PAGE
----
( By Editor : Carol Huss )

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Appendix 1 : Methodology of a Social Analysis

Social analysis is an art. There are many possible methods. For the following methodology, the elements of the approach are grouped under four heading :
1. Commitment 2. Description 3. Analysis and 4. Conclusions.

  1. Commitment
    The word, commitment, is used, because it implies a turning to values. We have to make explicit the values we bring to the task. This serves as a way of opening us up to the more important elements of the situation we are understanding, by putting them in a context of the fundamentals which guide us. Done in a group, this step in the exercise also clarifies the commonalities and differences which will be influencing the subsequent discussions.

  2. Description
    You make a general description of the situation you are trying to understand. You may be studing: (1) a social problem (e.g. unemployment, inadequate housing, lack of agricultural development, etc.,); (2) an institution (e.g. school corporation etc.); (3) a geographical entity (e.g. neighbourhood, village, region, nation etc.).

    You can make an impressionistic approach to the task of description. You gather facts and trends by way of brainstorming, telling stories, getting in touch with people’s experiences. What is happening in this particular situation? What would a few photographs of the situation reveal? How would we talk about a few of the most prominent features of this situation?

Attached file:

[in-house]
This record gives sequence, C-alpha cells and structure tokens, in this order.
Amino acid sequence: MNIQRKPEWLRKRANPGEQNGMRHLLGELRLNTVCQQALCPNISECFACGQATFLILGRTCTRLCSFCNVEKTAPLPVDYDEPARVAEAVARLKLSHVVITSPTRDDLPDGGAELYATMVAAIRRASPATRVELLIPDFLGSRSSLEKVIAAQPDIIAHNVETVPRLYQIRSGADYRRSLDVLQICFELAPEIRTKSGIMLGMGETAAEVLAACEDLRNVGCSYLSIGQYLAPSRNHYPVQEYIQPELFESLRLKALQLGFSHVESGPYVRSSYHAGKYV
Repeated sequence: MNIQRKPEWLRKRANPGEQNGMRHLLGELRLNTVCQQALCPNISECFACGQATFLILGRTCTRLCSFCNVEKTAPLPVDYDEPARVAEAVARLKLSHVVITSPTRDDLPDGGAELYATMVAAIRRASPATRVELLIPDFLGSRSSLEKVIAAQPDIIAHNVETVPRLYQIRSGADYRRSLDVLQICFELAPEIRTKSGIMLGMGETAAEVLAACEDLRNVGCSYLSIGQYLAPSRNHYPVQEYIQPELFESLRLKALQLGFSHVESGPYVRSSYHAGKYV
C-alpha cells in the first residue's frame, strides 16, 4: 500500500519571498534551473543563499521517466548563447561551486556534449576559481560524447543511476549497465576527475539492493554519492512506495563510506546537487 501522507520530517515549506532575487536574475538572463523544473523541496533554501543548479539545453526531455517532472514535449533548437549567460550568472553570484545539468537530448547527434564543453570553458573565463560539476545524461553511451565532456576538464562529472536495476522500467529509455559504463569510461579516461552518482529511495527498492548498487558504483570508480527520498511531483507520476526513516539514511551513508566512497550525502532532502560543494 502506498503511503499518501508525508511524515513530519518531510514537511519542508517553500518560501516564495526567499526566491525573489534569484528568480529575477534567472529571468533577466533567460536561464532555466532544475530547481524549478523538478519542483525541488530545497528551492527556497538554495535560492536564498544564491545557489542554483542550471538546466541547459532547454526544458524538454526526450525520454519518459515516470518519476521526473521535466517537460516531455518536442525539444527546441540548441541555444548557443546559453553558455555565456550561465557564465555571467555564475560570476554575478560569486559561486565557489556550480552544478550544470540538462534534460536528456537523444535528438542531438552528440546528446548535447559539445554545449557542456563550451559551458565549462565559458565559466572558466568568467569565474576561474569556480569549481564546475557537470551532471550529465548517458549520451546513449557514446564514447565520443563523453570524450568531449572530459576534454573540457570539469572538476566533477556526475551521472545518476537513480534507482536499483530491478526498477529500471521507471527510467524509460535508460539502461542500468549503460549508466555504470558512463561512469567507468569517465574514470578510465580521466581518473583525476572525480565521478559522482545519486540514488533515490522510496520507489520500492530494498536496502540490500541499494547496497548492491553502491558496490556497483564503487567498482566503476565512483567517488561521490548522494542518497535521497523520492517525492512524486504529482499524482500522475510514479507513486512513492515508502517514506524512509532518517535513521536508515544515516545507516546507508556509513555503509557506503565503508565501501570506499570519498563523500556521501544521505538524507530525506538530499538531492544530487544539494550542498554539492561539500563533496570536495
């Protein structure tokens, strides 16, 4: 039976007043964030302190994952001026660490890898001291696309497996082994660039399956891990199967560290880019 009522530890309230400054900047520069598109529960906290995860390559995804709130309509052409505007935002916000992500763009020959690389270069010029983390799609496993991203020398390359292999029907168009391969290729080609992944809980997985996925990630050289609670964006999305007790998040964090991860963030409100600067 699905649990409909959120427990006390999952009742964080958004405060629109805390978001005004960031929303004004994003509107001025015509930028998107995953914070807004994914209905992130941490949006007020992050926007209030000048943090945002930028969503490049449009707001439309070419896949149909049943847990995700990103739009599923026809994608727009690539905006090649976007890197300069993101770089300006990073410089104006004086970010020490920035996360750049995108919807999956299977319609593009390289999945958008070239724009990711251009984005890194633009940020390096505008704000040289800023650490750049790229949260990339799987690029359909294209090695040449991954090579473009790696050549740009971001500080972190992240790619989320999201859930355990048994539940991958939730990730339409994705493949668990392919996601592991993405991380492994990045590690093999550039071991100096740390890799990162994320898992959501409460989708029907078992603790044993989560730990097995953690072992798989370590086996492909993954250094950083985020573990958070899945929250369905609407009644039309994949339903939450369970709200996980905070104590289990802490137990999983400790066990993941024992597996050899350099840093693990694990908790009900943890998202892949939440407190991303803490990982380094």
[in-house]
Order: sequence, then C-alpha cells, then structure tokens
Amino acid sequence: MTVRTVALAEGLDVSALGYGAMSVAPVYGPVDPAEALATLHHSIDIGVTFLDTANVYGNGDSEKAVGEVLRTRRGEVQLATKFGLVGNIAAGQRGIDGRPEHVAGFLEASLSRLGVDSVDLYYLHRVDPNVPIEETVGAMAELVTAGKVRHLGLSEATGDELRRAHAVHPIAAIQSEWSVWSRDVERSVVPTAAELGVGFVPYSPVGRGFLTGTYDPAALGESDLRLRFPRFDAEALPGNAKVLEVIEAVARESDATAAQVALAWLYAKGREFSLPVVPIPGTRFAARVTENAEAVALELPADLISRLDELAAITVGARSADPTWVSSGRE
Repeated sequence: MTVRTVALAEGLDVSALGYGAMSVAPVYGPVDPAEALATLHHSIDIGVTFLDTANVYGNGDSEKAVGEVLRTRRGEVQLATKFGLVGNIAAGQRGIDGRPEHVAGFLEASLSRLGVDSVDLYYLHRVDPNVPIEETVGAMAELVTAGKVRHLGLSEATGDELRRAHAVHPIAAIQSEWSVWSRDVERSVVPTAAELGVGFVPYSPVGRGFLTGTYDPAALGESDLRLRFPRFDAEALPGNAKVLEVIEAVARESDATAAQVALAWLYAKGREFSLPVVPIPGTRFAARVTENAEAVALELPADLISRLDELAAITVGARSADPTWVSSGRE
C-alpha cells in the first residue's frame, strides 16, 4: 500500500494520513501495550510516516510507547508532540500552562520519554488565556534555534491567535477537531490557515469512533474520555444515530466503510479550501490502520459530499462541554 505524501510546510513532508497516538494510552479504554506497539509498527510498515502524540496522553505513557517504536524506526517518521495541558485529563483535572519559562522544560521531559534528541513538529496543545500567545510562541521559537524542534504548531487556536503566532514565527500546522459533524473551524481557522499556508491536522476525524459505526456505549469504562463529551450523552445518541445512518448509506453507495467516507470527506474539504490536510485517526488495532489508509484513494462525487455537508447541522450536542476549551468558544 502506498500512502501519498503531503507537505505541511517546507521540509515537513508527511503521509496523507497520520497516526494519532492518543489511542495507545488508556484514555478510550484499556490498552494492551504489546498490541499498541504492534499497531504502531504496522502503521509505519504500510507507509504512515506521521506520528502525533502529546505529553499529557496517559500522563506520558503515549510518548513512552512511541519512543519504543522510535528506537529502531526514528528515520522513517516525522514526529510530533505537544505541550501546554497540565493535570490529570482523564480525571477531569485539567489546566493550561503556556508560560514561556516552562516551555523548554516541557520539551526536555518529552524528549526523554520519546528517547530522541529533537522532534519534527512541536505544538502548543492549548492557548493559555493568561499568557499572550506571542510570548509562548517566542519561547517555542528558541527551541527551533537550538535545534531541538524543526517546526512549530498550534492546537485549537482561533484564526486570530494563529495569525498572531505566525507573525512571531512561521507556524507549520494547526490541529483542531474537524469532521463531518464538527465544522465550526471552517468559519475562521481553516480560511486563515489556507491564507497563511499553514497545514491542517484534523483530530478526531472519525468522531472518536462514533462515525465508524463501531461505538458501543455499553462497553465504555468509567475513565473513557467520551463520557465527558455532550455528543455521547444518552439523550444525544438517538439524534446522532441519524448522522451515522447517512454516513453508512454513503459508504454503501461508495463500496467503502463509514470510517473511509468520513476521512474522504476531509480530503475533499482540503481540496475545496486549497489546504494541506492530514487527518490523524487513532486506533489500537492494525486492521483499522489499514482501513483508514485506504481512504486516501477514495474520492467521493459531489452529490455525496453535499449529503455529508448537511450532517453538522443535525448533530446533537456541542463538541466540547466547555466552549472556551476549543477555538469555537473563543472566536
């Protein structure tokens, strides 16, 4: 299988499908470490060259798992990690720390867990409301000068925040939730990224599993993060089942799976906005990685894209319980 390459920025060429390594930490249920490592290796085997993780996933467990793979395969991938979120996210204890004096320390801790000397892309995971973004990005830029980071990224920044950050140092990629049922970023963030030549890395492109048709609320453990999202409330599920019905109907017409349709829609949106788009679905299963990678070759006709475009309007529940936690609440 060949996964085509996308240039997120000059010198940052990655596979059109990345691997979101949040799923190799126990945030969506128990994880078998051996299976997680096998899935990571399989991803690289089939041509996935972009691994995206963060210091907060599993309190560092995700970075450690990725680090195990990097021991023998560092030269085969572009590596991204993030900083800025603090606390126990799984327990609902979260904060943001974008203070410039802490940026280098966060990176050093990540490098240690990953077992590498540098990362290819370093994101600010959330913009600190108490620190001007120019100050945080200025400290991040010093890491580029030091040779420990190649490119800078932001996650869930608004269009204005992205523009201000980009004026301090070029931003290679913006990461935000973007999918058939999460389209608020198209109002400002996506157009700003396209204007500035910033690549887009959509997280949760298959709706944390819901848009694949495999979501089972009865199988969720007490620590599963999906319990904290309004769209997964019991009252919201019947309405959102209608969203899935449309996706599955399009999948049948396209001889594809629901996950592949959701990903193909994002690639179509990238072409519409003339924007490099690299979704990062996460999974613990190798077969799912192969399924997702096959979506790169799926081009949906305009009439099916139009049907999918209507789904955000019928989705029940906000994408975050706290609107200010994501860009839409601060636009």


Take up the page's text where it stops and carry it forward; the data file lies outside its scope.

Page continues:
Or you can choose a more systematic approach. In a very orderly fashion you gather all the pertinent information about the situation. You could use a questionnaire in order to probe the various sectors of our social reality. At this point you have to remember that you are only describing, you are not yer going into any deeper into any deeper study of the particular situation. This step is only meant as a help to enter into the picture and get in tocuh with the experience and the situation. It will guide you in the direction to point out the more important elements. In this process it will also make more explicit what it is in the situation which first drew you to study the situation -- .eg. people are hurting, the pace of change is extremely rapid, some people are prospering more than others, etc.